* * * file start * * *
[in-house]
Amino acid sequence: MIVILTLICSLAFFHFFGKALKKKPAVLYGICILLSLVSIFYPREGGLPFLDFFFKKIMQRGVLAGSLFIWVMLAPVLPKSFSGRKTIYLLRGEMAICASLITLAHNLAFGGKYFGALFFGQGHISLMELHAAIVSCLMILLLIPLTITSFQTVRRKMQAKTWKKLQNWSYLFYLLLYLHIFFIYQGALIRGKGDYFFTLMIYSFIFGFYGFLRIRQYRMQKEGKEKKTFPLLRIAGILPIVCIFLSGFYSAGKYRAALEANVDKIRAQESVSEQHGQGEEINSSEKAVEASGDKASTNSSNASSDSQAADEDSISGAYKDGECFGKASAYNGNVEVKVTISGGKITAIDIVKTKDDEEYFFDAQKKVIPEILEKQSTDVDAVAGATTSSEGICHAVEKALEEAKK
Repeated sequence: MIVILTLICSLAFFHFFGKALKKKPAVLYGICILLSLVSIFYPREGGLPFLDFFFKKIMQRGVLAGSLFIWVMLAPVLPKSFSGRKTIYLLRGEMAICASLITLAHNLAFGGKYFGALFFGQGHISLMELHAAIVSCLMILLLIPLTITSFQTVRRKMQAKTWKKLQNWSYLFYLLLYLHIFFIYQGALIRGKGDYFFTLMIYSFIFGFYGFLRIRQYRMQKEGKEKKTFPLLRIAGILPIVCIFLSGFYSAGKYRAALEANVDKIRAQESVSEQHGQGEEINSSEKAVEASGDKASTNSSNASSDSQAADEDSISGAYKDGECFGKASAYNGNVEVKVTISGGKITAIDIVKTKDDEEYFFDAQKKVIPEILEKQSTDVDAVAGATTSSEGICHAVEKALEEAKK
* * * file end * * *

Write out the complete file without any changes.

[in-house]
Amino acid sequence: MIVILTLICSLAFFHFFGKALKKKPAVLYGICILLSLVSIFYPREGGLPFLDFFFKKIMQRGVLAGSLFIWVMLAPVLPKSFSGRKTIYLLRGEMAICASLITLAHNLAFGGKYFGALFFGQGHISLMELHAAIVSCLMILLLIPLTITSFQTVRRKMQAKTWKKLQNWSYLFYLLLYLHIFFIYQGALIRGKGDYFFTLMIYSFIFGFYGFLRIRQYRMQKEGKEKKTFPLLRIAGILPIVCIFLSGFYSAGKYRAALEANVDKIRAQESVSEQHGQGEEINSSEKAVEASGDKASTNSSNASSDSQAADEDSISGAYKDGECFGKASAYNGNVEVKVTISGGKITAIDIVKTKDDEEYFFDAQKKVIPEILEKQSTDVDAVAGATTSSEGICHAVEKALEEAKK
Repeated sequence: MIVILTLICSLAFFHFFGKALKKKPAVLYGICILLSLVSIFYPREGGLPFLDFFFKKIMQRGVLAGSLFIWVMLAPVLPKSFSGRKTIYLLRGEMAICASLITLAHNLAFGGKYFGALFFGQGHISLMELHAAIVSCLMILLLIPLTITSFQTVRRKMQAKTWKKLQNWSYLFYLLLYLHIFFIYQGALIRGKGDYFFTLMIYSFIFGFYGFLRIRQYRMQKEGKEKKTFPLLRIAGILPIVCIFLSGFYSAGKYRAALEANVDKIRAQESVSEQHGQGEEINSSEKAVEASGDKASTNSSNASSDSQAADEDSISGAYKDGECFGKASAYNGNVEVKVTISGGKITAIDIVKTKDDEEYFFDAQKKVIPEILEKQSTDVDAVAGATTSSEGICHAVEKALEEAKK